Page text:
26. Days Sales Outstanding (DSO)

This metric shows the average number of days needed for clients to pay invoices. It’s starts from the day the invoice was issued until payment.

27. Payment Error Rate

This KPI shows the percentage of incoming or outgoing payments which were not completed because of a processing error. The failure can be caused by vague processes, lack of approval, using just email communication, weak documentation system and others. A high payment error rate indicates that the company needs to review the processing system of the accounts payable department.

28. Cost for Managing Processes

This KPI measures the cost needed for managing people and for planning. It’s mostly tracked by the business department. With information technologies you can lower the cost of managing processes, use resources more effectively and keep processes running smoothly with a low error rate.

29. Resource Utilization Rate

This is one of the most important and cost saving KPI especially if your business offers IT, marketing, law, consulting, or other services. This KPI is mainly used by service-oriented businesses. It shows how wisely you’re using your resources as it shows how much of your team’s time is being spent on billable tasks. Putting people in the right place at the right time can increase productivity. On the other hand, if resource management goes wrong, it can cause project delays, a loss of customers, employee frustration and other difficulties which can affect the whole business.

30. Total Finance Cost

This KPI measures the total cost of the finance department compared to total revenue. It includes all the costs needed for day-to-day financial operations, personnel, systems and overhead. According to an APCQ benchmarking survey, top performers spend 0.6% or less of revenue to perform finance operations. As a CFO or financial analyst, you should be aware of how much your finance function is costing you.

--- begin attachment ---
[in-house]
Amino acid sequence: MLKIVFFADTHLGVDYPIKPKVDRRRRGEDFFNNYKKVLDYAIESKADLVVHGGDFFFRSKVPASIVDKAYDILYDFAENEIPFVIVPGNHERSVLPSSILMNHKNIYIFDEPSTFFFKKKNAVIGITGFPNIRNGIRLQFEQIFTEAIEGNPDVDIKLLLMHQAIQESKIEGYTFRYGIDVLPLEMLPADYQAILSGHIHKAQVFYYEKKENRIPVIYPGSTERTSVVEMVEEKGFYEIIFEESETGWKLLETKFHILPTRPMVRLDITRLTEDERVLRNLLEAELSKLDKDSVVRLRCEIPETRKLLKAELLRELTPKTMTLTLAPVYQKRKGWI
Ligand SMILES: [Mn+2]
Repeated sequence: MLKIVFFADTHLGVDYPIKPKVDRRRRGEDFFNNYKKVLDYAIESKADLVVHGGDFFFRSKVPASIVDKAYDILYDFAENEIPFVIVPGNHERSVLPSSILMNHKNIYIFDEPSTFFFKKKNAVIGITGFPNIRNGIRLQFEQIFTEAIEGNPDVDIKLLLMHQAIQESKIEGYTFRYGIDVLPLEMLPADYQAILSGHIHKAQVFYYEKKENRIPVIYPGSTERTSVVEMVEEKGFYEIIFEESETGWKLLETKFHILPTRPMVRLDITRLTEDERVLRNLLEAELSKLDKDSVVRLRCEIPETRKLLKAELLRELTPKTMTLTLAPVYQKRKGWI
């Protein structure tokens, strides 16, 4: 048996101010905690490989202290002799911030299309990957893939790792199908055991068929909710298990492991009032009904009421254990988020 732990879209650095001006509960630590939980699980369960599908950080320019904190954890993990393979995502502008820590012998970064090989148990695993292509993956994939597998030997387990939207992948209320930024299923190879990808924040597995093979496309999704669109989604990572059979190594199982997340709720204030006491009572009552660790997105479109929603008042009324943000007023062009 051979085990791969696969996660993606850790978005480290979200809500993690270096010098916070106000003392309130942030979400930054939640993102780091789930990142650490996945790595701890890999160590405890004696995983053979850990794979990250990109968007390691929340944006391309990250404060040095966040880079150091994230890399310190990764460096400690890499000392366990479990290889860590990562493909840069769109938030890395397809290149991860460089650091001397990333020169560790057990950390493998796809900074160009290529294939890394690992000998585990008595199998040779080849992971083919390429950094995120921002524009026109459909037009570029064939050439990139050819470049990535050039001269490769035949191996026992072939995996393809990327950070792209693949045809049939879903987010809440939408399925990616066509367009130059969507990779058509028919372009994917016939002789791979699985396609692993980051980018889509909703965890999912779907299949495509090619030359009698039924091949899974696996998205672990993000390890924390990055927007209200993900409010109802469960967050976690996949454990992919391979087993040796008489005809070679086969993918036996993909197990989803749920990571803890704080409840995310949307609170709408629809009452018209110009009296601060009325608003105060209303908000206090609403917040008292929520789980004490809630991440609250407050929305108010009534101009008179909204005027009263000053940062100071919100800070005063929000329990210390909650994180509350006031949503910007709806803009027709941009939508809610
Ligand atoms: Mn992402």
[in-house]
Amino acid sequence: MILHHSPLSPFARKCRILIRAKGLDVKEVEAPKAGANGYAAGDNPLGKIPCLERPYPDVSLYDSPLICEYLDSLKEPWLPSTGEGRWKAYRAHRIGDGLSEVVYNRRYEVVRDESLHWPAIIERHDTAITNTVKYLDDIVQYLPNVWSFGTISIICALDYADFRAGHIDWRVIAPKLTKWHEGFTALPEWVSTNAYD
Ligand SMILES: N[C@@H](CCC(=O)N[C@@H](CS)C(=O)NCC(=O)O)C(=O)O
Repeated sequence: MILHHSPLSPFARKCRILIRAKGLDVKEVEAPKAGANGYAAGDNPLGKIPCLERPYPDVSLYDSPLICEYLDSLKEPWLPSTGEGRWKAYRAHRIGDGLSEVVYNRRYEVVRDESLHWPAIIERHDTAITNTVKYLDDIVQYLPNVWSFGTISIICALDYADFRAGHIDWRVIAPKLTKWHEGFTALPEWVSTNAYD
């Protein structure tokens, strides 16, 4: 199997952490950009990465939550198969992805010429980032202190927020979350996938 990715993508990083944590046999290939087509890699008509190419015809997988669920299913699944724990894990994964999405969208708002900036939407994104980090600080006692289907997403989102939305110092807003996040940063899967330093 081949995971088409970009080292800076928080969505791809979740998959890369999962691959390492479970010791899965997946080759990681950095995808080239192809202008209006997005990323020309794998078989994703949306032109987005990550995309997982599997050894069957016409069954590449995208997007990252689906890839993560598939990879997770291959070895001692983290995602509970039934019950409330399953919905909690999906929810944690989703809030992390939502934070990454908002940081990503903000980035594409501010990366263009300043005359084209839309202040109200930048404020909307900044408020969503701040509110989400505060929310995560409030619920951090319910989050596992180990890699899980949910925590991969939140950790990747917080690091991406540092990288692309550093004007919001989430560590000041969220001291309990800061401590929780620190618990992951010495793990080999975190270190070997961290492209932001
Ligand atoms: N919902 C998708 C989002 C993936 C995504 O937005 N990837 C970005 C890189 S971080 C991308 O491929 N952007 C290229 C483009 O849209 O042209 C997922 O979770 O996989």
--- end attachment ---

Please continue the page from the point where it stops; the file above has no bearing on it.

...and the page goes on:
Accounting KPIs 

In an accounting department, KPIs can help track effectiveness within the department itself and assess the financial health of the entire organization or its departments.  

In addition to all the KPIs explained earlier, accountants may use the following metrics to assess the company’s financial performance.

31. Line of Business (LOB) Revenue Versus Target

This metric compares the line of business (services or products offered by a company) revenue against its estimated revenue. The accountants can use this metric to assess specific departments or services. This KPI does not use a formula, but the actual revenue can be calculated and compered with the revenue target. 

32. Days Payable Outstanding

Another KPI that measures the rate at which the company pays its payable accounts. It is observed over a specific period and measures the result in days. The fewer the days, the more quickly the company pays its creditors.

Days payable outstanding = (accounts payable x number of days) / cost of goods sold 

33. Inventory Turnover

This is an efficiency KPI measuring the rate at which a company sells and replaces its inventory. It is typically measured over a specific period or yearly. A low rate indicates that the company purchases too much inventory or does not make enough sales. A high ratio can signal that the company does not have sufficient inventory to meet customers demands. There are two formulas to calculate this metric: